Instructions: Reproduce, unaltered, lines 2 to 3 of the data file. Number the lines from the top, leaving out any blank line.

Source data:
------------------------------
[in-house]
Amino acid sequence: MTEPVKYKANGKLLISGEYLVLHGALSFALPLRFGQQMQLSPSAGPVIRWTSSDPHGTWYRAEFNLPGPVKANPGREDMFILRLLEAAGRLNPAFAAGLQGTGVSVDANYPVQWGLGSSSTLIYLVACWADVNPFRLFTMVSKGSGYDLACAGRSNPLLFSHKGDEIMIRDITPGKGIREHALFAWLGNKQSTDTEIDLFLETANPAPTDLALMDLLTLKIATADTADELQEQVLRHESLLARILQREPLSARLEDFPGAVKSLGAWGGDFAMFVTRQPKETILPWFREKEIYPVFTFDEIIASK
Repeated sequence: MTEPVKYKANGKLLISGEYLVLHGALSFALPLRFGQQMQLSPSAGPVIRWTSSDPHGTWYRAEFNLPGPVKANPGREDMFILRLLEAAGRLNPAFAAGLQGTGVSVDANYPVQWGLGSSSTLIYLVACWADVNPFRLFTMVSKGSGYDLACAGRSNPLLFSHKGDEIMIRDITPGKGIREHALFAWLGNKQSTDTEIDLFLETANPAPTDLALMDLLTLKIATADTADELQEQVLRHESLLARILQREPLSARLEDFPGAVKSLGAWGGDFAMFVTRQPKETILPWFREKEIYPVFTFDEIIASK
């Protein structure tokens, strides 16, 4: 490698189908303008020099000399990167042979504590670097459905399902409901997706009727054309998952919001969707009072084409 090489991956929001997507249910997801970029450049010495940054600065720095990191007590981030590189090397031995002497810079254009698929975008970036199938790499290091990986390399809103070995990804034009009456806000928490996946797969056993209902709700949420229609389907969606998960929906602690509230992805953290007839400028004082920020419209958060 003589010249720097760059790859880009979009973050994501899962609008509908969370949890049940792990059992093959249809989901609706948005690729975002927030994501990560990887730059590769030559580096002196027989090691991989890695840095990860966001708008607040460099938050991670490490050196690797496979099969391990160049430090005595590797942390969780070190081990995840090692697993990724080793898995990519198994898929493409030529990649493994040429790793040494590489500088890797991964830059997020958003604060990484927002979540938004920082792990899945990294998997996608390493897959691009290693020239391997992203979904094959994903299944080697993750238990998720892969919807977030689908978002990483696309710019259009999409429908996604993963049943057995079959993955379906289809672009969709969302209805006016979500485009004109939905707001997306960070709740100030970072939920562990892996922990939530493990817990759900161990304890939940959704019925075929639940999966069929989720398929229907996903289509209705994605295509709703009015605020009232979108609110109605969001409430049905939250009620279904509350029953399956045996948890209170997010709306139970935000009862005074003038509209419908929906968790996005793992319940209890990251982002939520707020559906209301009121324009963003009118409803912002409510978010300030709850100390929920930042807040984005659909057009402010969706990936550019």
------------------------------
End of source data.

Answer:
Amino acid sequence: MTEPVKYKANGKLLISGEYLVLHGALSFALPLRFGQQMQLSPSAGPVIRWTSSDPHGTWYRAEFNLPGPVKANPGREDMFILRLLEAAGRLNPAFAAGLQGTGVSVDANYPVQWGLGSSSTLIYLVACWADVNPFRLFTMVSKGSGYDLACAGRSNPLLFSHKGDEIMIRDITPGKGIREHALFAWLGNKQSTDTEIDLFLETANPAPTDLALMDLLTLKIATADTADELQEQVLRHESLLARILQREPLSARLEDFPGAVKSLGAWGGDFAMFVTRQPKETILPWFREKEIYPVFTFDEIIASK
Repeated sequence: MTEPVKYKANGKLLISGEYLVLHGALSFALPLRFGQQMQLSPSAGPVIRWTSSDPHGTWYRAEFNLPGPVKANPGREDMFILRLLEAAGRLNPAFAAGLQGTGVSVDANYPVQWGLGSSSTLIYLVACWADVNPFRLFTMVSKGSGYDLACAGRSNPLLFSHKGDEIMIRDITPGKGIREHALFAWLGNKQSTDTEIDLFLETANPAPTDLALMDLLTLKIATADTADELQEQVLRHESLLARILQREPLSARLEDFPGAVKSLGAWGGDFAMFVTRQPKETILPWFREKEIYPVFTFDEIIASK